I know I'm not going to do this blog justice, especially after letting you know that it's an important one to me, but I'll try anyway.
I am currently reading the book, Tortured for Christ, by Pastor Richard Wurmbrand. This book is written more like a journal or memoir, which to me makes it more intriguing and intimate. When I decided to read Tortured for Christ, I was prepared to endure descriptions of brutal physical and mental torture. What I wasn't prepared for was the extremely powerful challenge that has been made to my heart. Mr. Wurmbrand actually refrains from going into extreme detail on the physical/mental torture aspects, due to the fact that it would cause him to relive it all over again and cause him great distress. He doesn't hold back, though, on bringing to light the callousness that those of us in the West have toward our brothers and sisters who undergo such tremendous persecution. He says that he actually suffers more in the West than he ever did in a communist prison! How could that be? He states that one reason he suffers in the West is due to our complacency as compared to the Underground Church he was involved with in Russia. He says, "The Underground Church is a poor and suffering church, but it has few lukewarm members." He goes on to say, "Whoever has known the spiritual beauty of the Underground Church cannot be satisfied anymore with the emptiness of some Western churches. I suffer in the West more than I suffered in a Communist jail because now I see with my own eyes Western civilization dying." Mr. Wurmbrand uses the term "spiritual beauty" and "beautiful" to describe the Underground Church several times.
Another way he has challenged me is in the area of loving my enemies. After being stripped away from his family and years and years of brutal torture, Mr. Wurmbrand states that he loves those who tortured him because "Christ loves the Communists and other 'enemies of the faith'. They can and must be won for Christ." This started me thinking about my attitude towards those who inflict pain and death upon present day Christians. I have been wishing these people to be eradicated, but I have not been wishing them to be saved. I guess I've even thought it was impossible for such radicals to be saved, they're too far gone, right? No! Saul - later known as Paul, was a radical, wasn't he? He was doing exactly what people are doing today. But I haven't been loving them. I haven't had a heart for the lost - period. God has really been working on me in this area, though. It's a daily thing. I have to really meditate on what Christ says about loving the Lord with all my heart, all my soul, all my mind and all my strength. Love my neighbors as myself, and to love my enemies. Pray for those who persecute you. (Lev. 19:18, Mark 12:30-32, Matt. 5:43-44).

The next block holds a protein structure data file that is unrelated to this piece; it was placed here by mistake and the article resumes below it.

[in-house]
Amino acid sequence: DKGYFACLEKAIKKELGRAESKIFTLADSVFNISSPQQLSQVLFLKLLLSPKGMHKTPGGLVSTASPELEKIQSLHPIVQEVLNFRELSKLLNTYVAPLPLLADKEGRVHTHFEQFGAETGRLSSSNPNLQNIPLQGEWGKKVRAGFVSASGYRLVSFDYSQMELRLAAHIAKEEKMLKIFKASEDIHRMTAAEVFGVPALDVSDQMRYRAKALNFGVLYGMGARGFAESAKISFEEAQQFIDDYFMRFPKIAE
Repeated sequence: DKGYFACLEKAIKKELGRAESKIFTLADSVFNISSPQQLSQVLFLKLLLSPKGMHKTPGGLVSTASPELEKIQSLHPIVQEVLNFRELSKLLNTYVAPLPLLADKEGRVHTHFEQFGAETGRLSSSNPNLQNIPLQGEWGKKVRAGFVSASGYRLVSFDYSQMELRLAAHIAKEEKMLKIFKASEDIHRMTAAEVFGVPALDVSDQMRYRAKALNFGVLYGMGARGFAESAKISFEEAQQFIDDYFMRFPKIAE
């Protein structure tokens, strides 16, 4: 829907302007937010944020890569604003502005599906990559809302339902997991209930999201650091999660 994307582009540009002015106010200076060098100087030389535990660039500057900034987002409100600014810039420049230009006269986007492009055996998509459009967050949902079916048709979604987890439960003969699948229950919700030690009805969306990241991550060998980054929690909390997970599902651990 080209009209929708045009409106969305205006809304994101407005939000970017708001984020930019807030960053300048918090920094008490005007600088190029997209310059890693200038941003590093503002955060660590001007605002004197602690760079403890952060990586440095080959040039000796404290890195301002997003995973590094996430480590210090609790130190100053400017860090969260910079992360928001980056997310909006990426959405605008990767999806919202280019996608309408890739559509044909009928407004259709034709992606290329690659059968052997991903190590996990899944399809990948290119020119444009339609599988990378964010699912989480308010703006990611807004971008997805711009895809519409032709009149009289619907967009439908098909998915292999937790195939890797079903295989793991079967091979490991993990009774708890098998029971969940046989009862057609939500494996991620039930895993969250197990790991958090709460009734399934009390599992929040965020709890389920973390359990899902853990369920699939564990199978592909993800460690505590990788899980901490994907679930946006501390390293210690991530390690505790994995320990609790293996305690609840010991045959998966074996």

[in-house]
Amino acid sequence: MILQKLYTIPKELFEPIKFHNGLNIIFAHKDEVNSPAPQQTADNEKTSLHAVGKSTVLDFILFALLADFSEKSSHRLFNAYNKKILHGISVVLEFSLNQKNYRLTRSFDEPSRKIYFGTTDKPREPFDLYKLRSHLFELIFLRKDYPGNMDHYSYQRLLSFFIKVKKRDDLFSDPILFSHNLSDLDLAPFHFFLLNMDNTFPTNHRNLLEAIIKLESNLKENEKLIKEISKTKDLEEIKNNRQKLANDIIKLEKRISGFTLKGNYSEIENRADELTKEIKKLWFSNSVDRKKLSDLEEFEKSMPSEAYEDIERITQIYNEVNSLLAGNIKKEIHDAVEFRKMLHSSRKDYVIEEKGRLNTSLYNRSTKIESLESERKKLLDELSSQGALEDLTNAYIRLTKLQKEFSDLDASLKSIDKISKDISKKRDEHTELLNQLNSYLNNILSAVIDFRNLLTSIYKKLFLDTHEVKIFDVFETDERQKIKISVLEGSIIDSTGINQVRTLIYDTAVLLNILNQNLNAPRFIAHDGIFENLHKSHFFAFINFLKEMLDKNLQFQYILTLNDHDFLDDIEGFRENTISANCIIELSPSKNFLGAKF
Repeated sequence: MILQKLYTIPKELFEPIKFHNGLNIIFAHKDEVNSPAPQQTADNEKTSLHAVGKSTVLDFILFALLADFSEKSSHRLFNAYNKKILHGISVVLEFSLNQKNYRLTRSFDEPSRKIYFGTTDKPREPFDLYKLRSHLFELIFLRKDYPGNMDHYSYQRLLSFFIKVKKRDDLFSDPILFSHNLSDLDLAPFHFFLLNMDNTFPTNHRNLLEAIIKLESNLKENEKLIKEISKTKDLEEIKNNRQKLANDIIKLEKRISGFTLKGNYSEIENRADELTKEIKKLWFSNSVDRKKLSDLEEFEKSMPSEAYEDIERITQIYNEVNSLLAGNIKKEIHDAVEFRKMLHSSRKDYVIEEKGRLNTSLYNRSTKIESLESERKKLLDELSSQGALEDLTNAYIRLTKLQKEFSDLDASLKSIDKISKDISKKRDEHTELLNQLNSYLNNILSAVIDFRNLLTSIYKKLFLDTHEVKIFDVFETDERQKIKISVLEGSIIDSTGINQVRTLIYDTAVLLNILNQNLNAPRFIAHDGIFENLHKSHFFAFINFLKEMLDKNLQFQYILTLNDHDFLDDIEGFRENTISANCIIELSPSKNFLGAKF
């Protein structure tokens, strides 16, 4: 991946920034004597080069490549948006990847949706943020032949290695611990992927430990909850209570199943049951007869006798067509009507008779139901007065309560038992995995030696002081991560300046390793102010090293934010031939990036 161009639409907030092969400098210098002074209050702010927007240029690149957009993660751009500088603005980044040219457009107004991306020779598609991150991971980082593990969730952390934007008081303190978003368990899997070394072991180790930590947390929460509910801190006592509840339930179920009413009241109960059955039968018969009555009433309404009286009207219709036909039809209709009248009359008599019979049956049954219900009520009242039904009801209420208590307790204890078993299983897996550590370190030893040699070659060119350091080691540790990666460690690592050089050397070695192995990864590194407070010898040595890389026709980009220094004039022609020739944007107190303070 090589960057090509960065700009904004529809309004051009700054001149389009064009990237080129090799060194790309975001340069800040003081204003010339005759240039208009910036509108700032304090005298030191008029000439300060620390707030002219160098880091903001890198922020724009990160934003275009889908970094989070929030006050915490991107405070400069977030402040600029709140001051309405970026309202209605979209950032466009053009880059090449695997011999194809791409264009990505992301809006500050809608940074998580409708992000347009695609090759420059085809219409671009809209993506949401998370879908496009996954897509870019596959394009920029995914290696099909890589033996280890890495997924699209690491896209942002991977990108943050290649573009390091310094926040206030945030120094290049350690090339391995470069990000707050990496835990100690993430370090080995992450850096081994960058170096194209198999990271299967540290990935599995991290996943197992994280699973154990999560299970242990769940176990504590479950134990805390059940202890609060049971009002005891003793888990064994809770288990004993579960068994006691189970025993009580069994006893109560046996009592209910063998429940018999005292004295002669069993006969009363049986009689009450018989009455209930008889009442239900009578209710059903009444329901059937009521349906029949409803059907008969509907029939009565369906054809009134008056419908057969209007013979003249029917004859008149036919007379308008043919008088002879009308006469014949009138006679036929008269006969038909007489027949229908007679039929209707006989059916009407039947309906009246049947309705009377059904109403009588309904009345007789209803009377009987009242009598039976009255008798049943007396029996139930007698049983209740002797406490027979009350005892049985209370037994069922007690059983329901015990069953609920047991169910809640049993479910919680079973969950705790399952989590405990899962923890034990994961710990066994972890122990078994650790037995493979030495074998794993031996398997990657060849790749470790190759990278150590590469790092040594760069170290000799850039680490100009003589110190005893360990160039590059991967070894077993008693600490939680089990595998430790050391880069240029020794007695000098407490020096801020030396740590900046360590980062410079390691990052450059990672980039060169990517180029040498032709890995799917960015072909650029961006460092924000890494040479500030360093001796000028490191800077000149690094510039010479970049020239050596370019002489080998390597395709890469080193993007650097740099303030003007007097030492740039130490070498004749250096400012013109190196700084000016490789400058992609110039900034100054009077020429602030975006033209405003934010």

I really don't think I can put into words how much this book, Tortured for Christ has challenged my spiritual thought life and my prayer life. I strongly encourage you to read this book and subscribe to the Voice of the Martyrs magazine if you haven't already. I don't know about you but I'm tired of being complacent and lukewarm. I don't want to be persecuted like so many saints have, but I do want to be on fire for Christ like they are. I want to cherish each and every copy of the Bible that I have (and I have several) because there are so many who risk their lives just for a page or even a mere verse so that they can have God's holy word in their hands. There is so much that I've taken for granted and it shames me to admit it. I pray that after I finish reading this book that I won't just put it aside and forget the challenges, but that I will strive to run the race with more fervor and zeal than I ever have before.